Going on Vacation with Rheumatoid Arthritis
On July 18, I was off for a four day trip with my mom and my five siblings. This is the first trip we have all taken together since we were kids. Our immediate families are not joining us. It is just the seven of us. We are meeting up in the Boston area to celebrate my older sister’s 50th birthday. I am excited, yet experiencing a little anxiety.
First of all, this is the first time I will be taking a trip without my husband. The only other trip I have taken without him was to Seattle. I was 27 years old and I flew without him because he was in Seattle working for two weeks. I flew there to meet up with him. I like traveling with him. I feel safe. He generally takes care of things and I like that. This trip will be completely up to me. Second, this is my first trip ever away from my kids. I know by the time kids are 13 and 15 many couples have had already had multiple trips away from their kids. Not us. It has never been our style. The kids do lots of one night sleepovers at friend’s houses, but that is it. I know they will be okay, but it is still a little weird leaving them for four days.
This is also my first trip alone with rheumatoid arthritis. I bought a new carry-on suitcase that arrived yesterday. As my son opened the box and took out the suitcase, I felt anxiety enter my body and immediately say, “How are you going to lift that into the cargo area?” After the kids had checked out the new suitcase and left the room, I decided to face my anxiety. I lifted the suitcase up high pretending I was putting it in the cargo area. “Okay, if it is empty, I won’t have a problem,” I told myself which was not very reassuring. By the time my husband got home, my anxiety level was a little higher. I said, “What if I can’t lift my suitcase up myself?” My husband and daughter immediately said, “You ask for help.” Oh, yeah, help. I can ask for help.
I am not really sure why I am even scared about lifting up my suitcase. My rheumatoid arthritis is in a really good place right now and if it was a heavy box I needed moved in our laundry room or garage, I wouldn’t even think twice about moving it myself. I think my problem is that I still have “flare minded mentality” even after feeling good for a year. I worry that I “might” have a flare while I am gone and the suitcase will be a symbol to everyone that I have rheumatoid arthritis or worse yet, they won’t figure out I have rheumatoid arthritis and will just think I am not strong, which I am. I don’t like having to explain my rheumatoid arthritis to strangers but I also don’t like to be considered wimpy.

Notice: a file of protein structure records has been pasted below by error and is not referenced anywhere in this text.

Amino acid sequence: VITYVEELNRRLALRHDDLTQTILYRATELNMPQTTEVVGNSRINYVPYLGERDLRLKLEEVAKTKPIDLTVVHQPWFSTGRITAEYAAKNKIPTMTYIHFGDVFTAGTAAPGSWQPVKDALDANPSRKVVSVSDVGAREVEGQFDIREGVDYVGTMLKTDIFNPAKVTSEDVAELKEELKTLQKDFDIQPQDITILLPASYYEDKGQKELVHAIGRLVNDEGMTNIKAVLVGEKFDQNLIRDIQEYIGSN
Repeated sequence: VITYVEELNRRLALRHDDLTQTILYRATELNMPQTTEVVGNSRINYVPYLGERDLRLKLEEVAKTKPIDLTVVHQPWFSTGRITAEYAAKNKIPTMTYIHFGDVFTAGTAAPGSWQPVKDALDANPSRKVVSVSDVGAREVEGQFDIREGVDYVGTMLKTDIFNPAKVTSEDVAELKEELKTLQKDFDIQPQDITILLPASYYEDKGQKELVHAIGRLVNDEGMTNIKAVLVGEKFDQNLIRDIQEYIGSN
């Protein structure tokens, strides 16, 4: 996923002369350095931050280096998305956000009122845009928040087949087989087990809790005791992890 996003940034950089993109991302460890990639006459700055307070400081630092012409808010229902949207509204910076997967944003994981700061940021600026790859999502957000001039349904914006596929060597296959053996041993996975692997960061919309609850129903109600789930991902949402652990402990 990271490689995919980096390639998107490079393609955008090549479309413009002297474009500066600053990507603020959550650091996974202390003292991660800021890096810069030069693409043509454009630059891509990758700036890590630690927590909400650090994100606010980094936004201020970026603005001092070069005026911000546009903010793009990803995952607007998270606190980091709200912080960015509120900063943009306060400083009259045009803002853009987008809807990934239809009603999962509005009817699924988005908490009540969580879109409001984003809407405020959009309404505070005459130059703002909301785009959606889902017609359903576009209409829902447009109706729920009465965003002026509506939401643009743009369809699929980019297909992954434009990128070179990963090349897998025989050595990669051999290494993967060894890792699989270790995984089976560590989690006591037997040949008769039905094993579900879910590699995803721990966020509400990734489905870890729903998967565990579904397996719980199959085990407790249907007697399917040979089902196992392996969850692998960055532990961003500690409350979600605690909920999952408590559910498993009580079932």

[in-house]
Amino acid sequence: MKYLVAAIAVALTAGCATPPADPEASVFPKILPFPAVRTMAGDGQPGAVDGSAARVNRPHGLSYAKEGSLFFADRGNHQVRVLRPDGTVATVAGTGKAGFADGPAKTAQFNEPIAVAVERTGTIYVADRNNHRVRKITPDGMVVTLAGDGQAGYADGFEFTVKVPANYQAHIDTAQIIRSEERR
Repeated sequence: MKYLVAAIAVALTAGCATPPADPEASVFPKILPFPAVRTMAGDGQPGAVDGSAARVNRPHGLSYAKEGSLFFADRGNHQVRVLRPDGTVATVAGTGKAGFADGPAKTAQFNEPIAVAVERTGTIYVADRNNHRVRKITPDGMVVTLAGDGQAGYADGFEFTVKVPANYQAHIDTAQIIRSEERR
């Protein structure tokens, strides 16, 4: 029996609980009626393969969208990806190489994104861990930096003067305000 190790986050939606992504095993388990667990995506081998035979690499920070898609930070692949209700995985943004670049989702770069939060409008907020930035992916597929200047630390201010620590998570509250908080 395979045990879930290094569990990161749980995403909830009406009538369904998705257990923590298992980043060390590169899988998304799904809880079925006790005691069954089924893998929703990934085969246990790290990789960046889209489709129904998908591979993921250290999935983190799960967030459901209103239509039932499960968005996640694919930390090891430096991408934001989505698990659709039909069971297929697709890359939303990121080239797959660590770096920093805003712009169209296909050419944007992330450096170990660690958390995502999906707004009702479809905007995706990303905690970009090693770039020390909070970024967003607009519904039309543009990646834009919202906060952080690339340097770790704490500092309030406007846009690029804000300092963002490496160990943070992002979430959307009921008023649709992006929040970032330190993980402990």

The last day of my trip is on a Thursday. Thursdays are Enbrel day. I keep having this back and forth discussion in my head about taking Enbrel with me. By taking it with me I am secure that if anything happens where my trip is delayed, I have it with me. However, I don’t want to be responsible for keeping my Enbrel cold the entire time I am gone, especially when I can easily take it that evening when I get home. Problem solved, right? Right. So, why does my brain even continue to think about it?
My last concern has to do with food. I don’t eat out at restaurants often because I eat a pretty clean, non processed food diet that eliminates things like grains, sugar, dairy and legumes. Eating this way provides me with an overall good feeling of health. I worry that four days of eating out will spur a flare up which I definitely don’t want during a vacation. Do I take a supply of prednisone with me just in case or hope for the best? Most likely I will hope for the best because one of my least favorite things about rheumatoid arthritis is getting back on prednisone. Besides that, most likely I will be completely fine.
Although my anxiety level seems high about this trip, I am actually really excited. My siblings and mom all live in different states than me and I don’t get near enough time with them. I am excited to be going someplace I have never been before and in my heart, I know all will work out fine. I think a lot of it for me is that I depend on my immediate family a lot. They not only help me when I ask, but they sense when I need help without asking. This trip is completely up to me. My rheumatoid arthritis is in a good place right now and I just need to let “flare minded mentality” take a rest so that I can enjoy this vacation to its fullest. I think the problem is that once you have experienced flares for many years, you know the havoc it can play in your plans. You know that you have no choice in when and how intense the flare will be. It seems that letting go of that way of thinking takes a while.